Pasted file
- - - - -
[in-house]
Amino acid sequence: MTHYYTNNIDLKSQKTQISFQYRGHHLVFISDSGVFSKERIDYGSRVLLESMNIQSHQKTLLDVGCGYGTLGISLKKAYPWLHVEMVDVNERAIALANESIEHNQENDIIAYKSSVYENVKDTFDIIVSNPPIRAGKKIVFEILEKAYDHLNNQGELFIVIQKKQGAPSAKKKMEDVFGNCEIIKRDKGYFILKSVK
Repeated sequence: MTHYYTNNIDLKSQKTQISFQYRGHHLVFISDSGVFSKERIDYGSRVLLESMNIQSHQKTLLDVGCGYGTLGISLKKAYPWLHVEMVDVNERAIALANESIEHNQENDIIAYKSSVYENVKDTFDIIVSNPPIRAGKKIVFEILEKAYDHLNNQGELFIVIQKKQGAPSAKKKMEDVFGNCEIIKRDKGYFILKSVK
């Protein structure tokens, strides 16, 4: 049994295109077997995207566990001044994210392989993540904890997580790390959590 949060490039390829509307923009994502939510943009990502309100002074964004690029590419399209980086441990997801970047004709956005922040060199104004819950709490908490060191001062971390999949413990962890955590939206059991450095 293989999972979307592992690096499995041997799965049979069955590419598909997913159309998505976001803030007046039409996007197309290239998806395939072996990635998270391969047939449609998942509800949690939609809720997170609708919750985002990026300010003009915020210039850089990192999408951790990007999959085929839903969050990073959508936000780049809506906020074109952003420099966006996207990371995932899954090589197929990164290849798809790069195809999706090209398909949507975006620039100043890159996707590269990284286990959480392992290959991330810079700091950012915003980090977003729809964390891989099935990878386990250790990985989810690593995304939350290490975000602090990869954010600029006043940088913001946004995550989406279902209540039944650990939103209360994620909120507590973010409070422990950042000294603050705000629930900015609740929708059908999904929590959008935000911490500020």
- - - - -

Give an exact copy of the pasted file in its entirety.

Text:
[in-house]
Amino acid sequence: MTHYYTNNIDLKSQKTQISFQYRGHHLVFISDSGVFSKERIDYGSRVLLESMNIQSHQKTLLDVGCGYGTLGISLKKAYPWLHVEMVDVNERAIALANESIEHNQENDIIAYKSSVYENVKDTFDIIVSNPPIRAGKKIVFEILEKAYDHLNNQGELFIVIQKKQGAPSAKKKMEDVFGNCEIIKRDKGYFILKSVK
Repeated sequence: MTHYYTNNIDLKSQKTQISFQYRGHHLVFISDSGVFSKERIDYGSRVLLESMNIQSHQKTLLDVGCGYGTLGISLKKAYPWLHVEMVDVNERAIALANESIEHNQENDIIAYKSSVYENVKDTFDIIVSNPPIRAGKKIVFEILEKAYDHLNNQGELFIVIQKKQGAPSAKKKMEDVFGNCEIIKRDKGYFILKSVK
């Protein structure tokens, strides 16, 4: 049994295109077997995207566990001044994210392989993540904890997580790390959590 949060490039390829509307923009994502939510943009990502309100002074964004690029590419399209980086441990997801970047004709956005922040060199104004819950709490908490060191001062971390999949413990962890955590939206059991450095 293989999972979307592992690096499995041997799965049979069955590419598909997913159309998505976001803030007046039409996007197309290239998806395939072996990635998270391969047939449609998942509800949690939609809720997170609708919750985002990026300010003009915020210039850089990192999408951790990007999959085929839903969050990073959508936000780049809506906020074109952003420099966006996207990371995932899954090589197929990164290849798809790069195809999706090209398909949507975006620039100043890159996707590269990284286990959480392992290959991330810079700091950012915003980090977003729809964390891989099935990878386990250790990985989810690593995304939350290490975000602090990869954010600029006043940088913001946004995550989406279902209540039944650990939103209360994620909120507590973010409070422990950042000294603050705000629930900015609740929708059908999904929590959008935000911490500020």